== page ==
Incredibly, the USDA has just now gotten around to banning the use of sick cattle for meat. This article states in part, "The changes announced Tuesday include a ban on meat from cows that can't walk or stand on their own..." Nice to know that until now we've been eating beef from cattle that were dying of natural causes. I thought that was a joke. Apparently not.
Barbara took today off to continue her Thompson Deep Clean® and I'm continuing work today on the Building a Kick-Ass LAN Party System chapter. We'll have a quiet evening with a friend whose husband is out of town, and ring in the New Year with champagne for them and Coke for me. If we can all stay awake, that is.
I don't really expect any significant terrorist outrages today, but I guess I'll keep an automatic weapon and a few grenades handy in case there's an Islamic attack. The Atchison Assault Shotgun, I think. That's a full-auto 12-gauge riot shotgun with a 25-round drum magazine. <Insert Toolman Tim grunts here>. Speaking of which, why has no one published an FPS game with Islamic bad guys? Oh, yeah. Political Correctness. I forgot.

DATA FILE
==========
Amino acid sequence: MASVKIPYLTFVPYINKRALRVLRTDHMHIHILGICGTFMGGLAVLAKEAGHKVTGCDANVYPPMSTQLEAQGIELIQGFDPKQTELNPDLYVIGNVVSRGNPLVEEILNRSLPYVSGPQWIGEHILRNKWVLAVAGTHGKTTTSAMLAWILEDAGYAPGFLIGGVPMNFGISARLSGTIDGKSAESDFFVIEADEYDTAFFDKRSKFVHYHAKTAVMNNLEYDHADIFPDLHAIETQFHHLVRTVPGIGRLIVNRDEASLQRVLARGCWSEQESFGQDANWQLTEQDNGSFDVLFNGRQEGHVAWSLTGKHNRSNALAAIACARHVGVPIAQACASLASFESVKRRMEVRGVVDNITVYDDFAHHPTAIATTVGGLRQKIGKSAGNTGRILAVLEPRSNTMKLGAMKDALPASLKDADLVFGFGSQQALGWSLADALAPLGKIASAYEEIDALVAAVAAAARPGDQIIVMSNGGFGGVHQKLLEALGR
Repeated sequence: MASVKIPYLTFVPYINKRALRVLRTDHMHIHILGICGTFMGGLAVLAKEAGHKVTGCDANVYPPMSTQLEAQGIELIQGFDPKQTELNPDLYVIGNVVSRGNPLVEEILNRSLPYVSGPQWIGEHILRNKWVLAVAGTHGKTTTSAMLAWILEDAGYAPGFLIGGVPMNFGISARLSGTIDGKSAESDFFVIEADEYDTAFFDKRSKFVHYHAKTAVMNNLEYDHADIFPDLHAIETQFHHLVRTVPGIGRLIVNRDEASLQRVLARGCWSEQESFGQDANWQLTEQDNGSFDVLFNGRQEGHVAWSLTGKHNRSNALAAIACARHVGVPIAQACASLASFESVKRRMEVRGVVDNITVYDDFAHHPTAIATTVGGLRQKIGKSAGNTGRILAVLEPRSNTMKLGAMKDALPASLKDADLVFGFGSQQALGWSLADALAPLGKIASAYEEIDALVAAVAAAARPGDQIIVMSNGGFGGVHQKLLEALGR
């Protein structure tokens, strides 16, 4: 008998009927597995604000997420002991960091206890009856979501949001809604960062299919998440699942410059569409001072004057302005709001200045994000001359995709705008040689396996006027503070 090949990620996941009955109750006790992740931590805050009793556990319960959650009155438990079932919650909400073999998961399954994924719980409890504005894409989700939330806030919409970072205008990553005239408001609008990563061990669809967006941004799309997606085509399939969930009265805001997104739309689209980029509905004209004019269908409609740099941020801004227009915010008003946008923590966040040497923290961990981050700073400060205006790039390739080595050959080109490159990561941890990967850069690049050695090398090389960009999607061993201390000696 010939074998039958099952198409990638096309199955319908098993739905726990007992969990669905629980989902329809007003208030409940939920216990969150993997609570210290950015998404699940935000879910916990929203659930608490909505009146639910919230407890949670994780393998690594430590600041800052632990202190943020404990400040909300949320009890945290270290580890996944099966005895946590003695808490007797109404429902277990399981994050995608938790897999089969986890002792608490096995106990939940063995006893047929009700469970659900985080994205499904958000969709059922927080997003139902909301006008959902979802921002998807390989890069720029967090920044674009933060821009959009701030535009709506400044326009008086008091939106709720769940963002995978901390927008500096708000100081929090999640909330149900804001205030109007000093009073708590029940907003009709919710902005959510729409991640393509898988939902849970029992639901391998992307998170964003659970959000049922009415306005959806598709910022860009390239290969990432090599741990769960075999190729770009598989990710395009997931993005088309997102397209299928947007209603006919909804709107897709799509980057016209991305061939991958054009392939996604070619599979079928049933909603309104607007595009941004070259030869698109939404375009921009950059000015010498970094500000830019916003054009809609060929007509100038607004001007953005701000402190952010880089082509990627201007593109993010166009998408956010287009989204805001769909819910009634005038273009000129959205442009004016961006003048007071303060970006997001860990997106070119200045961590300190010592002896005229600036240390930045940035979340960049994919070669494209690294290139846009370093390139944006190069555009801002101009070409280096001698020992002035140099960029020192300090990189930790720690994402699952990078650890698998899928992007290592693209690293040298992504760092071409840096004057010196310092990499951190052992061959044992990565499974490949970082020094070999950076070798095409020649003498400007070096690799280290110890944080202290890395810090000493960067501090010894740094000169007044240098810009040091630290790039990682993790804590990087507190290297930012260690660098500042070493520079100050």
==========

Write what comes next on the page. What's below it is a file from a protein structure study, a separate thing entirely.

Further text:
I'll spend most of tomorrow doing year-end stuff--archiving data to optical discs and so on.
Thursday, 1 January 2004
8:54 - Happy New Year.
Barbara and I went over to our friend Mary's home for dinner last night. Mary is a morning person, and was yawning by 9:00 p.m. Barbara was also pretty tired, so we headed home about 9:30, played ball with Malcolm for a while, walked the dogs, and went to bed. We were awakened at midnight by kids setting off firecrackers. Duncan is terrified by firecrackers, so he levitated from the floor up onto the bed and got between Barbara and me, where he lay shivering. Poor guy. What a way to start his birthday. Duncan turns 9 years old today.